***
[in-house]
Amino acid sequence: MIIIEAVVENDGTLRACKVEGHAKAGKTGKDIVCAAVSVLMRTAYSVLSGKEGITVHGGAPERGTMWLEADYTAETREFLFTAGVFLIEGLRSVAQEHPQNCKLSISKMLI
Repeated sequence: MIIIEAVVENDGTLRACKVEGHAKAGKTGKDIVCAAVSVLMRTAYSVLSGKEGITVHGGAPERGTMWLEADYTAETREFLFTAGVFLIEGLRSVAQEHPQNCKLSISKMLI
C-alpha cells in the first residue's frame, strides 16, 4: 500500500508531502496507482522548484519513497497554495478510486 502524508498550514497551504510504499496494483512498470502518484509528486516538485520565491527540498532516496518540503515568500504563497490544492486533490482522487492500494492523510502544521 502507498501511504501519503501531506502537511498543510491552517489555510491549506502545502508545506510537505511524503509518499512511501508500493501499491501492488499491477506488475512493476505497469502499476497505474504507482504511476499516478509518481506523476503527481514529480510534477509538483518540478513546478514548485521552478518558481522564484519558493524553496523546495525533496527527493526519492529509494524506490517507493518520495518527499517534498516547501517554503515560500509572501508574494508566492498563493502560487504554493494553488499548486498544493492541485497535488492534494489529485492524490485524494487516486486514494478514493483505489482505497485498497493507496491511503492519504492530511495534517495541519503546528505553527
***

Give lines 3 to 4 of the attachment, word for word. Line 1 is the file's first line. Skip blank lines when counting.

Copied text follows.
Repeated sequence: MIIIEAVVENDGTLRACKVEGHAKAGKTGKDIVCAAVSVLMRTAYSVLSGKEGITVHGGAPERGTMWLEADYTAETREFLFTAGVFLIEGLRSVAQEHPQNCKLSISKMLI
C-alpha cells in the first residue's frame, strides 16, 4: 500500500508531502496507482522548484519513497497554495478510486 502524508498550514497551504510504499496494483512498470502518484509528486516538485520565491527540498532516496518540503515568500504563497490544492486533490482522487492500494492523510502544521 502507498501511504501519503501531506502537511498543510491552517489555510491549506502545502508545506510537505511524503509518499512511501508500493501499491501492488499491477506488475512493476505497469502499476497505474504507482504511476499516478509518481506523476503527481514529480510534477509538483518540478513546478514548485521552478518558481522564484519558493524553496523546495525533496527527493526519492529509494524506490517507493518520495518527499517534498516547501517554503515560500509572501508574494508566492498563493502560487504554493494553488499548486498544493492541485497535488492534494489529485492524490485524494487516486486514494478514493483505489482505497485498497493507496491511503492519504492530511495534517495541519503546528505553527